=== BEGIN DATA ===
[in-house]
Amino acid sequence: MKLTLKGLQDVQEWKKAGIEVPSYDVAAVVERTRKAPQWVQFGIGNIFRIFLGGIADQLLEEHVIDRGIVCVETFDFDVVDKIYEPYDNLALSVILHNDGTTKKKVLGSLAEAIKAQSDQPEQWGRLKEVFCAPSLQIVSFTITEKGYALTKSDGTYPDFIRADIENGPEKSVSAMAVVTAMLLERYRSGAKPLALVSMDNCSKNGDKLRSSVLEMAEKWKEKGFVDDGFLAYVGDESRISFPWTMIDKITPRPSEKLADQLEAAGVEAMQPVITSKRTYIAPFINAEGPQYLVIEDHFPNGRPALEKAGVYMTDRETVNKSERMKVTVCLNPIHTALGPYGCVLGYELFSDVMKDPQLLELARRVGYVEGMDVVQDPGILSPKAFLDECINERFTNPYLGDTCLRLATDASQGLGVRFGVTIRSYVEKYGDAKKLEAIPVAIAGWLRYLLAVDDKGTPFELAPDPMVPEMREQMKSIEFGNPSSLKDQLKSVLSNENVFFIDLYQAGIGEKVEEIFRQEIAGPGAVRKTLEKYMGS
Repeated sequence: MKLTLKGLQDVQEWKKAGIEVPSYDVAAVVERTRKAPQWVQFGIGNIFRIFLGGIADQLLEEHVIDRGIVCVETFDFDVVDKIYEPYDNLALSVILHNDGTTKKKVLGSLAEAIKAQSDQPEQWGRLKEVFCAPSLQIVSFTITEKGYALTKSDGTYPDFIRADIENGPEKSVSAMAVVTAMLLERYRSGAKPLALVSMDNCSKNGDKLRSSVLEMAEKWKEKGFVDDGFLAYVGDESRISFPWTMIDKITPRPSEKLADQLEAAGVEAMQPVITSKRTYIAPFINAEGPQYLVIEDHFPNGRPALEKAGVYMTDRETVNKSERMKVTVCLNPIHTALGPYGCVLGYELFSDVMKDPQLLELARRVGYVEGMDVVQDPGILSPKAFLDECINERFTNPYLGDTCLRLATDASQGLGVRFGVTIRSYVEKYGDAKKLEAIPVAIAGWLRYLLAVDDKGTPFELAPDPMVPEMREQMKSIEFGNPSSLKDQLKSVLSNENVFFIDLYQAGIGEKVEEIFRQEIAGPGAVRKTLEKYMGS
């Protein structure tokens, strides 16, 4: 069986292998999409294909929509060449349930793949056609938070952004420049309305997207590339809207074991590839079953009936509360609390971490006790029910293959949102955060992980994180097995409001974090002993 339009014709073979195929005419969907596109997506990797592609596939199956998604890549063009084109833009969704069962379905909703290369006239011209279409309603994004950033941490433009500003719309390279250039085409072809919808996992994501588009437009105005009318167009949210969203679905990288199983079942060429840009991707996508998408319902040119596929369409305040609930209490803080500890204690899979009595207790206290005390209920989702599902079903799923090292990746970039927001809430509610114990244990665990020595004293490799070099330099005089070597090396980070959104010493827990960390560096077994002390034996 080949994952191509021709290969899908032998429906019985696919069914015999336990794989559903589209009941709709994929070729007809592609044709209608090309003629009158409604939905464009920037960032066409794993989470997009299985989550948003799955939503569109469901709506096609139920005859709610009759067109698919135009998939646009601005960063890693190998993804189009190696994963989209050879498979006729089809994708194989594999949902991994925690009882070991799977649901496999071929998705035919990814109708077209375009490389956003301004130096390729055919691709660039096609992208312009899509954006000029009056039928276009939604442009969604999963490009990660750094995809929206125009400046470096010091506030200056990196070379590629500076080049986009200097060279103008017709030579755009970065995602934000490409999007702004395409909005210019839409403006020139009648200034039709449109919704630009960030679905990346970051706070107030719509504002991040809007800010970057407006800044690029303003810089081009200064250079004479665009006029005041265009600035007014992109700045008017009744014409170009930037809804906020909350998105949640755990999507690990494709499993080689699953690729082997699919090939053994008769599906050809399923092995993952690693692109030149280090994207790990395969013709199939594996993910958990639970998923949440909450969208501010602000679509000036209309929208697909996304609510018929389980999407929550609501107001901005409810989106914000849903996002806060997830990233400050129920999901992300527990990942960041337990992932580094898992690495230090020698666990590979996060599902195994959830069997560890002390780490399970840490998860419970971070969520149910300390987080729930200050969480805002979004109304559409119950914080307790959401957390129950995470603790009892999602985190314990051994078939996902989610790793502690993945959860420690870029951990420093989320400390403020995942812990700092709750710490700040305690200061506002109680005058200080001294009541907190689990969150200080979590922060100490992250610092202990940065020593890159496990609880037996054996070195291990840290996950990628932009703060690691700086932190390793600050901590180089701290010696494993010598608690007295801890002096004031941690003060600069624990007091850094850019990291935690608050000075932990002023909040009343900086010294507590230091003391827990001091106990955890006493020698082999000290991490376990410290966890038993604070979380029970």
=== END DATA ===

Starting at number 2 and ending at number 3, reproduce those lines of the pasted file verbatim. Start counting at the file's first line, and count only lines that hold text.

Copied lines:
Amino acid sequence: MKLTLKGLQDVQEWKKAGIEVPSYDVAAVVERTRKAPQWVQFGIGNIFRIFLGGIADQLLEEHVIDRGIVCVETFDFDVVDKIYEPYDNLALSVILHNDGTTKKKVLGSLAEAIKAQSDQPEQWGRLKEVFCAPSLQIVSFTITEKGYALTKSDGTYPDFIRADIENGPEKSVSAMAVVTAMLLERYRSGAKPLALVSMDNCSKNGDKLRSSVLEMAEKWKEKGFVDDGFLAYVGDESRISFPWTMIDKITPRPSEKLADQLEAAGVEAMQPVITSKRTYIAPFINAEGPQYLVIEDHFPNGRPALEKAGVYMTDRETVNKSERMKVTVCLNPIHTALGPYGCVLGYELFSDVMKDPQLLELARRVGYVEGMDVVQDPGILSPKAFLDECINERFTNPYLGDTCLRLATDASQGLGVRFGVTIRSYVEKYGDAKKLEAIPVAIAGWLRYLLAVDDKGTPFELAPDPMVPEMREQMKSIEFGNPSSLKDQLKSVLSNENVFFIDLYQAGIGEKVEEIFRQEIAGPGAVRKTLEKYMGS
Repeated sequence: MKLTLKGLQDVQEWKKAGIEVPSYDVAAVVERTRKAPQWVQFGIGNIFRIFLGGIADQLLEEHVIDRGIVCVETFDFDVVDKIYEPYDNLALSVILHNDGTTKKKVLGSLAEAIKAQSDQPEQWGRLKEVFCAPSLQIVSFTITEKGYALTKSDGTYPDFIRADIENGPEKSVSAMAVVTAMLLERYRSGAKPLALVSMDNCSKNGDKLRSSVLEMAEKWKEKGFVDDGFLAYVGDESRISFPWTMIDKITPRPSEKLADQLEAAGVEAMQPVITSKRTYIAPFINAEGPQYLVIEDHFPNGRPALEKAGVYMTDRETVNKSERMKVTVCLNPIHTALGPYGCVLGYELFSDVMKDPQLLELARRVGYVEGMDVVQDPGILSPKAFLDECINERFTNPYLGDTCLRLATDASQGLGVRFGVTIRSYVEKYGDAKKLEAIPVAIAGWLRYLLAVDDKGTPFELAPDPMVPEMREQMKSIEFGNPSSLKDQLKSVLSNENVFFIDLYQAGIGEKVEEIFRQEIAGPGAVRKTLEKYMGS